While TPT and Pinterest provide millions of options of thing to do, they do not know our students. The MAGIC of teaching is planning with our students in mind, what can we do to engage them in learning? Can a “one size fits all” download truly exist? Sure if all you are doing in drill and kill instruction. I have already said I am guilty of that and the “Why reinvent the wheel” thinking but really is there anything proprietary in a multiplication sheet? Teachers are charging 25 dollars for a unit that promises to address all the common core outcomes with a 3-page preview. You can’t possibly believe that you are doing what is best for kids when you base the purchase of something for the kids on the Table of Contents, and yet so many do.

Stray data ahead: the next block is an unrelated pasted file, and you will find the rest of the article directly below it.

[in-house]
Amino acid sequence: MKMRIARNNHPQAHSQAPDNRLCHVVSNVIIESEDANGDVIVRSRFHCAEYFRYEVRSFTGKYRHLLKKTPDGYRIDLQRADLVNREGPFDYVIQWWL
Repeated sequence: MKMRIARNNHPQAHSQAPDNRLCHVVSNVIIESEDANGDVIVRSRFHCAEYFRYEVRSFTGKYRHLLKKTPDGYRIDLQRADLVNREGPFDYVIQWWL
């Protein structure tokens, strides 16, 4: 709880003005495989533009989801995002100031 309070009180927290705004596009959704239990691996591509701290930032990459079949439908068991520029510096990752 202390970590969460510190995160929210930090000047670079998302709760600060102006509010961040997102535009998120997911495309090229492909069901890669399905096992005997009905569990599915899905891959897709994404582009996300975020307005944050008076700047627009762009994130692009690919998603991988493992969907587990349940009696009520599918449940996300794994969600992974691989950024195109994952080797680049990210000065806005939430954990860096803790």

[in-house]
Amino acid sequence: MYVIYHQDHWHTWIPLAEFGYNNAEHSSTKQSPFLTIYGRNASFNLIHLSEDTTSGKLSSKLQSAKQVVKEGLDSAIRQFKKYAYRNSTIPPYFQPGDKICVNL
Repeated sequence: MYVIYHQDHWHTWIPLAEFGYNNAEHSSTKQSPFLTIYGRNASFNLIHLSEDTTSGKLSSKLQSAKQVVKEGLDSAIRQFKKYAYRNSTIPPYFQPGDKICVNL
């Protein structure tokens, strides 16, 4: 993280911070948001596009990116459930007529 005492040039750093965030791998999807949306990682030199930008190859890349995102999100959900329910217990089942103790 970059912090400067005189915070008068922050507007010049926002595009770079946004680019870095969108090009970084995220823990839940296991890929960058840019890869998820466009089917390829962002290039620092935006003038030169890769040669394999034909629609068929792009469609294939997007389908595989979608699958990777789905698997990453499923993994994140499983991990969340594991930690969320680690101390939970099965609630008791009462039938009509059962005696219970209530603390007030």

I am not against teachers getting paid for the work they are doing, I am against teachers blindly purchasing things without asking the question first, “Is this what my students need?” If you think they need a Penguin Clipart covered unit on Multiplication, I am wondering what assessment you have done to establish that Penguin clipart makes it more engaging. I mean what about the kids that dislike penguins… (that was a joke)

In a world where education seems to be getting less and less funding, where teachers are turning to canned workbooks that some retired TPT millionaire is making, while other teachers are working hard trying to engage their students and seeing the 5-star review and wondering if the work they are putting is is worth it. We start to see too many asking if selling their ideas instead of sharing them is the way to go.